The emerging buzz word in the world of data is value. By 2025, the total value of the data economy is set to rise to over US$400 billion and today, we’re already seeing tech giants and emerging tech platforms boom in value largely due to the data they have. That, in turn, enables them to bring value to every touch point – whether it’s their customers, advertisers, or to other companies that they could potentially partner with.

Before we delve into that topic of discussion, let’s take a step back and ask ourselves – What does value actually mean? In the above context, the natural assumption is the monetary worth of data. But in this chase for monetary value, we seem to be forgetting other long-cherished things that we value – privacy and wellness.


Privacy is notably one of the areas where organisations holding the data have been intensively scrutinised. To be clear, data privacy is always critical, valued by everyone, and even more so with increasing volumes of information stored in today’s information age. The ability to correlate data sets in order to isolate and identify people is not a storyline to the next Mission Impossible movie – it’s very real.

The public has every right to stand up for and challenge how privacy is managed. When we trust companies with our data, we trust that they will safeguard it. In fact, the slew of data-related controversies that arose last year, such as the Strava heatmap that exposed military locations, had consumers questioning the management of privacy and how it can be enhanced.

Given measures in place such as Europe’s General Data Privacy Regulation (GDPR), Singapore’s Personal Data Protection Act (PDPA) and the upcoming ASEAN Digital Data Governance Framework (expected to be fully developed in 2019), there is an urgency for companies to demonstrate how they will safeguard their consumers’ data.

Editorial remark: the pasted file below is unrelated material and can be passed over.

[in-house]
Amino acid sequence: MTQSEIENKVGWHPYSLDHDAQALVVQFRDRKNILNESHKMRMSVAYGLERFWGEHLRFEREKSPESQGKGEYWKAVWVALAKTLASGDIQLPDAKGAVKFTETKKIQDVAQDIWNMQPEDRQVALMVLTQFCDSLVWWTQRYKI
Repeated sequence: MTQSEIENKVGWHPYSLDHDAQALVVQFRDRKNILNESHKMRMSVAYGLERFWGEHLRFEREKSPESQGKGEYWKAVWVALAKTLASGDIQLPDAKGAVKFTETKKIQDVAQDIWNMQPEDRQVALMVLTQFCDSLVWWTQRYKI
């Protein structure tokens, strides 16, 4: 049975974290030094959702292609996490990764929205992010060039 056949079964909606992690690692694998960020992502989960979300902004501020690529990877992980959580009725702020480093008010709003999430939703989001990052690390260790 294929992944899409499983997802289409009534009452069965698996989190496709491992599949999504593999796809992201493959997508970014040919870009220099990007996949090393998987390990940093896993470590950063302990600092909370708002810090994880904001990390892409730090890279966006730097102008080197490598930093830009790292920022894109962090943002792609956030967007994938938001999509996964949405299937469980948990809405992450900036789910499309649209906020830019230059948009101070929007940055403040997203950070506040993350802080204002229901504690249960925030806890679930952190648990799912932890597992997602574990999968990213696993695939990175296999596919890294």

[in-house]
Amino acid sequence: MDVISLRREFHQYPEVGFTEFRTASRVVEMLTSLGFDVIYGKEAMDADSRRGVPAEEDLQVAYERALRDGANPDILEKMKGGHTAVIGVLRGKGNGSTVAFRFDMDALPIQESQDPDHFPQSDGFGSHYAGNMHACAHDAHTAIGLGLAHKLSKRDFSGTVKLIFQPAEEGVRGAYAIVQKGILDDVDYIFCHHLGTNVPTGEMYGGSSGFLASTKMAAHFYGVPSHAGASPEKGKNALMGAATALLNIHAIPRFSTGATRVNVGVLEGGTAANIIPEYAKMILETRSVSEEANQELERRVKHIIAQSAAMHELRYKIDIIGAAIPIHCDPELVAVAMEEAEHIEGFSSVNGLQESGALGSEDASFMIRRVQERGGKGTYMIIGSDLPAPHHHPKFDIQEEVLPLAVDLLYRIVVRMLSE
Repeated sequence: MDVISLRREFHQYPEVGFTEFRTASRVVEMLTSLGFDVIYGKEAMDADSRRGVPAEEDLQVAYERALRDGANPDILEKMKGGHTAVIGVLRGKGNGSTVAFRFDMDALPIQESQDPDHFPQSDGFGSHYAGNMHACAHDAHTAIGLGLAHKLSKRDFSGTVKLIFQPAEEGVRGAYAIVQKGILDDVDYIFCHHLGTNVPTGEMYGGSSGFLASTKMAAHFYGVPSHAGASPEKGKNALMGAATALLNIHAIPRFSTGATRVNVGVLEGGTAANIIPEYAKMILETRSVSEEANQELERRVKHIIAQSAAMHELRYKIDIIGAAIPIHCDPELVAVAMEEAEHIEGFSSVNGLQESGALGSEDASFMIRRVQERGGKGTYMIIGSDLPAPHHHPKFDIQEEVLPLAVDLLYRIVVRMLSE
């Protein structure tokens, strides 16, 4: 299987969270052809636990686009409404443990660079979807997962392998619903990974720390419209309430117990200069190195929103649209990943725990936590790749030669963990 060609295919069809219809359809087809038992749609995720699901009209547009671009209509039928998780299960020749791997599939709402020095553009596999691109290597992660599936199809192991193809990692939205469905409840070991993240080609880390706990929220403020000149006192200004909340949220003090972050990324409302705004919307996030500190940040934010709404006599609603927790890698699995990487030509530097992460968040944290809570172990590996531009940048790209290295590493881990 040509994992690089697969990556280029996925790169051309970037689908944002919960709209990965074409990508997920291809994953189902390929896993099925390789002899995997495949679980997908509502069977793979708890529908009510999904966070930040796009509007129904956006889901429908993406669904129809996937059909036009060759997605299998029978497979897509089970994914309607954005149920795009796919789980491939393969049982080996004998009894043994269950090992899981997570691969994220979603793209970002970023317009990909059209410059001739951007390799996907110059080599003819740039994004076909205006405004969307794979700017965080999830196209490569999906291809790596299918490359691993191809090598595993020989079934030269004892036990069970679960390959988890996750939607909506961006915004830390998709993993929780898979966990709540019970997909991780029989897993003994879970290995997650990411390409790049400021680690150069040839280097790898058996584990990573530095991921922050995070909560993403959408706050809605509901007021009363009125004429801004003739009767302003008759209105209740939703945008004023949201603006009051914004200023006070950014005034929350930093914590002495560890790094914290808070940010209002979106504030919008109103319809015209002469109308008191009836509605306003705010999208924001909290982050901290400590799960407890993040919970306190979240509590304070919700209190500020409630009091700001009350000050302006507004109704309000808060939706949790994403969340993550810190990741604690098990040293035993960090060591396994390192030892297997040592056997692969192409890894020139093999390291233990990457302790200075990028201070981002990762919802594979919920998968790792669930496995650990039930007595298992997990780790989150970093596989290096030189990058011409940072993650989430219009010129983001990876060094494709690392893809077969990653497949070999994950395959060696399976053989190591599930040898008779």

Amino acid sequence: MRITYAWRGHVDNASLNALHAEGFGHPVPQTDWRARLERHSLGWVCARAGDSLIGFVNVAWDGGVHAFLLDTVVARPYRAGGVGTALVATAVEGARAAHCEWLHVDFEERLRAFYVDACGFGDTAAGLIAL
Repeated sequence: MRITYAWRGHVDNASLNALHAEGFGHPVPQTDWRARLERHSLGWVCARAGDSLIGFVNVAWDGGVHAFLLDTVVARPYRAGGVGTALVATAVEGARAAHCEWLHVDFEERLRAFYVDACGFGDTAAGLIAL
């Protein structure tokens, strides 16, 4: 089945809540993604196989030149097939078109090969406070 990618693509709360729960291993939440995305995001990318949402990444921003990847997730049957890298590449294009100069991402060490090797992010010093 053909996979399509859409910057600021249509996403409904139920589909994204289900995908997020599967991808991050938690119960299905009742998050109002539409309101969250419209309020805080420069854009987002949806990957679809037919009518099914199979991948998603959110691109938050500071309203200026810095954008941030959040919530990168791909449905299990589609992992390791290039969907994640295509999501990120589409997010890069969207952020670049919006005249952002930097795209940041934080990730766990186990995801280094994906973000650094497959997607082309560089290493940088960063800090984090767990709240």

In tension with privacy protection is the pursuit of wellness. We are seeing an unprecedented amount of health-related data. In 2013, it was estimated that this had reached over four zettabytes (10²¹), which will increase to yottabyte (10²⁴) proportions by 2020 and beyond.

With the number of chronic diseases on the rise, the value that we generate from understanding this data becomes even more crucial. It’s alarming to note that we are seeing 60% of the chronic disease burden coming from emerging markets. With aging populations across the world requiring more and more care, healthcare costs as a percentage of GDP will increase.

While we’re seeing the move towards data-driven medical solutions which are focused on collaborative, preventative care to predict and even prevent diseases, we are still not there. Medical research continues much in the traditional way, with specific trials and analysis of specific data sets.

Technological solutions like artificial intelligence (AI) have vast potential to find new treatments and potentially even cures for some ailments. Researchers globally sit on masses of health data that could be used for a multitude of purposes, but due to privacy constraints, this potential remains largely untapped.


Right now, these two elements that we value – privacy and wellness – are in tension, but why does it have to be? Well, simply put, companies are terrified of sharing data. They are just as concerned as the public is around data breaches, regulatory penalties and reputational damage. In recent industry dialogue sessions, we have found that the biggest road block to leveraging data is regulatory and legal concerns.